Colorado’s COVID-19 hospitalizations dropped 14% from last week. Cases are undercounted, meaning that there’s not a clear picture of how many people are truly infected, but the downward trend is still notable said Talia Quandelacy, assistant professor of epidemiology.
Colorado’s COVID-19 hospitalizations remain stuck in the same rough zone they’ve hovered in for the past six weeks. Normally, hospitalizations have started to drop about one week after cases began falling, said Talia Quandelacy, assistant professor of epidemiology.
Omicron variants continue to move through Colorado, keeping positivity rates high. With increasing use of at-home testing kits that often go unreported, Dean Jon Samet says interpreting the surveillance statistics has gotten more complicated.
Surveillance is a core tool of public health, fundamental to capturing the course of disease and the consequences of interventions. Since its start, we have tracked the COVID-19 pandemic with indicators of infection, disease, and death, while advances in data sciences supported the successful implementation of valuable, encompassing national and global databases.
Nathifa Miller, senior workforce development specialist for the Center for Public Health Practice, discusses the power of the personal assessment tool, reflecting on her own experiences as a leader in public health.
Susan Moore, research assistant professor in the Department of Community & Behavioral Health and associate director of the mHealth Impact Lab, is working with researchers across campuses to develop and test mobile technology that can improve patient care.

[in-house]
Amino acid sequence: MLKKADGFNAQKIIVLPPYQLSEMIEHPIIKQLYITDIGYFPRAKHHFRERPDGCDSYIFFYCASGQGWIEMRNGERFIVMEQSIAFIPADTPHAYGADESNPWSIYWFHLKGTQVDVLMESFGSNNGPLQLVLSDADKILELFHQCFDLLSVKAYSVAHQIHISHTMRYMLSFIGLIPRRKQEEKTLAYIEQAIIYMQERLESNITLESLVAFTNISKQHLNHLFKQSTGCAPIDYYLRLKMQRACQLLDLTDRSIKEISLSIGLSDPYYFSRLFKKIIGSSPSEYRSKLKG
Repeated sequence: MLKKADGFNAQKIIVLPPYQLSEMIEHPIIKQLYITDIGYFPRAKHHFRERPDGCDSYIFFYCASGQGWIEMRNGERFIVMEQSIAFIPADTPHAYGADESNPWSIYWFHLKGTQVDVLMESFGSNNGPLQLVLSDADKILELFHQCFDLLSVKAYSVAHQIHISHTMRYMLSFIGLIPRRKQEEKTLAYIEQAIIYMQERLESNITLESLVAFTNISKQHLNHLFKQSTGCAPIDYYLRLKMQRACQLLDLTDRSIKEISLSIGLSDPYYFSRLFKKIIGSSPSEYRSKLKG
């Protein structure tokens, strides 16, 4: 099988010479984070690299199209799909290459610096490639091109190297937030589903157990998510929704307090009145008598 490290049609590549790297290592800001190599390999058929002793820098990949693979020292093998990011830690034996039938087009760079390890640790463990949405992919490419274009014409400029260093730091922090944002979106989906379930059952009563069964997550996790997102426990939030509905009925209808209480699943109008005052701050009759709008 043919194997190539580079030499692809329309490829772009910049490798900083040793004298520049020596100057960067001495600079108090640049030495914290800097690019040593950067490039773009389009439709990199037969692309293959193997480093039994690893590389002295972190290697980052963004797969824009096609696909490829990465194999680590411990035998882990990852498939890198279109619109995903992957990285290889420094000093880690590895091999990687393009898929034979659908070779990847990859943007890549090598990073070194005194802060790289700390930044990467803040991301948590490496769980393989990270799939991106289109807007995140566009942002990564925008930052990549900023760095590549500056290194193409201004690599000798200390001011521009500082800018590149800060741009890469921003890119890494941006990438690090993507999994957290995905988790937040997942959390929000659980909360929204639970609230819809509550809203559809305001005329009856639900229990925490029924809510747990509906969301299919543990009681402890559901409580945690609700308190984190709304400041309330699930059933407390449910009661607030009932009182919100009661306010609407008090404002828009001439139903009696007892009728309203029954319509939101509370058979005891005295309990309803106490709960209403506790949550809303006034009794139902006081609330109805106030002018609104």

CU Cancer Center members and leaders, including ColoradoSPH Professional Research Assistant Andrea Dywer and Clinical Assistant Professor Patricia Valverde, were key contributors to an American Cancer Society supplement on patient navigation.
A new report from the National Academies, chaired by Ned Calonge, associate professor of epidemiology, detailed advice for clinicians on how to test, diagnose and treat the millions of Americans who may have been exposed to PFAS.
Pregnant women who were exposed to multiple phthalates during pregnancy had an increased risk of preterm birth, according to new research by the National Institutes of Health. The study's authors included Dana Dabelea, professor of epidemiology and director of the LEAD center.
ColoradoSPH at UNC alum Rudy Vargas is UNC’s newly named director of the César Chávez Cultural Center. Rudy shares the goal that drives him, the UNC experience that shaped him, the people who helped him along the way and his vision for the Center.
The LGBTQ+ Hub was created to connect and champion the CU Anschutz Medical Campus’ queer community. ColoradoSPH at UNC alum Steven Burton and ColoradoSPH at CU Anschutz alum Laurel Beaty reflect on their involvement with the hub and the positive impact it's had.
MPH candidate Hannah Craig and her sister, Alison, examined their hometown of Oak Ridge, Tennessee as part of the Map the System competition. The Craigs won the first-ever CU-Anschutz challenge and will compete at the global level in mid-June.